So then, one last time: we have three comic books under review, that I wanted to try to look at long enough, close enough, tuff-e-nuff. Three comic books. What do they mean? Why do you want to hear stories about any of this stuff? What does which one we like say about what they mean to us, or what our time means to us, or what Chinese words mean, or what we mean to each other?
Why are they useful? Like: what is the fundamental utility of this crap from a hunter-gatherer perspective? No matter how much society tries to counter-program our survival impulse, we're biologically programmed to strive to compete and succeed. So, from an evolutionary perspective: how do they help you survive better than competitive organisms? Or if they don’t, do we lack fitness because we're spending Competing Time so frivolously? You can say "I just want something that entertains me" but does being entertained in this particular way make you smarter, faster, cooler, more popular, more successful? Bottom-line: if you had to kill a deer, right now, with your hands-- could you snap a deer's neck with your bare hands? Or if you were walking down the street, and a fucking elk came charging at you, could you drop that elk with a kung-fu chop to the elk's forehead, and then pass your genetic information into the elk's womb, and give birth to a new species of man-elk hybrid? Do you think the Melk would be able to conquer all before them in an orgy of blood and horns? I'm all out of bubblegum.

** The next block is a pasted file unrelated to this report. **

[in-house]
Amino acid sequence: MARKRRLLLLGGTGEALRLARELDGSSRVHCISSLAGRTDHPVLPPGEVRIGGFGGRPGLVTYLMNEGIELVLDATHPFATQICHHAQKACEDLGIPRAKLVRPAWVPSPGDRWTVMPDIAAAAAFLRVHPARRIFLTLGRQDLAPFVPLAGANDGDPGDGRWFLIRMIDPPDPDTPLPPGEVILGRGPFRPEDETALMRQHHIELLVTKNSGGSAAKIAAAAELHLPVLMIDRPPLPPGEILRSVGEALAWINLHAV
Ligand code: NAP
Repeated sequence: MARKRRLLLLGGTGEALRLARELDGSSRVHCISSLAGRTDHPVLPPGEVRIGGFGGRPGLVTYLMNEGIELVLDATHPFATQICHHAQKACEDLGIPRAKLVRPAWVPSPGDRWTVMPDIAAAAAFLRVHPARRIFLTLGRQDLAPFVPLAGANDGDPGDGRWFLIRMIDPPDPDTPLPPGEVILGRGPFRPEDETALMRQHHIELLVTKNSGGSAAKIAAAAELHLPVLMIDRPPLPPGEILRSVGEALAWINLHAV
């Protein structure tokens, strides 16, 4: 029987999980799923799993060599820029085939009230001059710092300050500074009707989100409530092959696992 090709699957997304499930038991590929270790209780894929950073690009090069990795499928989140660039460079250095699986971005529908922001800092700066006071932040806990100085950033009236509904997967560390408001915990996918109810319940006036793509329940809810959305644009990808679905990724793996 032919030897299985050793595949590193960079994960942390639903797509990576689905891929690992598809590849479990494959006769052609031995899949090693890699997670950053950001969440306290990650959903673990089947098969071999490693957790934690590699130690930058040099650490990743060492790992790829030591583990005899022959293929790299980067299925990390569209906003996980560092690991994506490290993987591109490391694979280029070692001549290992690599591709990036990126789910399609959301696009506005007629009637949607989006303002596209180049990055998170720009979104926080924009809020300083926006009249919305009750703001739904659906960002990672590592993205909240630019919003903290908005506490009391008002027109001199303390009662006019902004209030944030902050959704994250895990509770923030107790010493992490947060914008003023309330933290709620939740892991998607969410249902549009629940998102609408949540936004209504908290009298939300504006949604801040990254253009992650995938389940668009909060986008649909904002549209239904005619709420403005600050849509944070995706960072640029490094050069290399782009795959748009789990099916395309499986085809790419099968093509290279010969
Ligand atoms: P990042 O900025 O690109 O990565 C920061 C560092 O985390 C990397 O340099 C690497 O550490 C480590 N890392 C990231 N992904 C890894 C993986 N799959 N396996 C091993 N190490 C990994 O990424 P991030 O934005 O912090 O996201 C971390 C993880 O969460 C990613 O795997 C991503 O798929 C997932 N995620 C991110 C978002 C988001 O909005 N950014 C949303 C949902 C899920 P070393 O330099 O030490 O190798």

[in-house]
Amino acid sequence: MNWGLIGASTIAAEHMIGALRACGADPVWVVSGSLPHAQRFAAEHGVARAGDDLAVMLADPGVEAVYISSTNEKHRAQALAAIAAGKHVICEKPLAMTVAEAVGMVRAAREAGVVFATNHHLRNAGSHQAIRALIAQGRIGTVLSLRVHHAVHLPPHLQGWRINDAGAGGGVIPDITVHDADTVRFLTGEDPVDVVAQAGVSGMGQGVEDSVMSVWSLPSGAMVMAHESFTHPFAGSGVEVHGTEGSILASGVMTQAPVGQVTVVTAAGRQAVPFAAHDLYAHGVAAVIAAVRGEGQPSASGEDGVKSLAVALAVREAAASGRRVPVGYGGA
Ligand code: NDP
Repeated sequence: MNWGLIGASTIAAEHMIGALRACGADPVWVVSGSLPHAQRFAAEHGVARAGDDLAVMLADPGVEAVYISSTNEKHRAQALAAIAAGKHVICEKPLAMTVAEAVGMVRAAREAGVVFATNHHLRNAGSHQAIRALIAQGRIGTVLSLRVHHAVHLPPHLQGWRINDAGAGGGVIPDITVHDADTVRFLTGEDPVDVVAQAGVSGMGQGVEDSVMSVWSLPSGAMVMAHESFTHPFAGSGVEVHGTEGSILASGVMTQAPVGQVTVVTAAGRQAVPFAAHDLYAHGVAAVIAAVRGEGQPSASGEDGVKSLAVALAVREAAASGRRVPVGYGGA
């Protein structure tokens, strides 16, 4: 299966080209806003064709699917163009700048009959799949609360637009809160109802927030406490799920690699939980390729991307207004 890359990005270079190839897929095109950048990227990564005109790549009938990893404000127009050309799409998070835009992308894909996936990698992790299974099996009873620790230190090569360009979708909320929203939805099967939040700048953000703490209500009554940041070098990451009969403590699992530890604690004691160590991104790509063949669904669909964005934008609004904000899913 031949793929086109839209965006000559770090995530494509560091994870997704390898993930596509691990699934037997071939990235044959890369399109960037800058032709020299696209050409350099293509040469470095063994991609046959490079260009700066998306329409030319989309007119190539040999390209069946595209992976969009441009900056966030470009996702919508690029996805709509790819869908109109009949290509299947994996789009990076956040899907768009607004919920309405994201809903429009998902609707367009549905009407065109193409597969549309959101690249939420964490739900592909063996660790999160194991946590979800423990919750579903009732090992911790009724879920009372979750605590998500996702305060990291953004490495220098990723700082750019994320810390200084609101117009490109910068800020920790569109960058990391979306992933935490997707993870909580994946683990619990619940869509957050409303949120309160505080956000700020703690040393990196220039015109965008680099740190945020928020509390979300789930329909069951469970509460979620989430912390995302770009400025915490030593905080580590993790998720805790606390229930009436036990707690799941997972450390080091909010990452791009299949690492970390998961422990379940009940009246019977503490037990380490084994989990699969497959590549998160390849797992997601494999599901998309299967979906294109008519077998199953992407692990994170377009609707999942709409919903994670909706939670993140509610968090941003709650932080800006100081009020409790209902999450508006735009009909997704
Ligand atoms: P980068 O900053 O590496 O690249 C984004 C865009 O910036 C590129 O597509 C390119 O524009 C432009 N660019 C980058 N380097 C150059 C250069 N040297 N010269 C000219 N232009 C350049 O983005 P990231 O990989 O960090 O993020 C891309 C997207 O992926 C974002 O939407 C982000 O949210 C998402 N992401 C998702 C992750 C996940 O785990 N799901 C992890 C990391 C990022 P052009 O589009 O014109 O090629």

"I just want something that entertains me"-- sure, but lots of things would entertain you. You could watch that AMC show Mad Men. You could watch pornography. You could make a Works bomb using household chemicals and scare your neighbors. You could take phencyclidine aka PCP, Angel Dust, Supergrass, Gorilla Pills, Killer Weed, DOA, Embalming Fluid, Purple Rain, and break into your neighbor's house and tie them to their beds before they can do anything and scream the plot of NEW AVENGERS issue #32 into their faces while they struggle to get free. You and I, Internet, and the fun we'll have, high on Rocket Fuel, scaring neighbors, doing home invasions, eating out of garbage cans, reading NEW AVENGERS to each other on freight trains, violently sexing one another outside of an abandoned Toy Factory in Gary, Indiana, while genital-less action figures watch from the windows and judge us, while the rain falls down and washes away all of our transgressions, just like out of a Billy Joel song, a gutteral ancient Billy Joel song sung only in Hell.
Three comics; three approaches: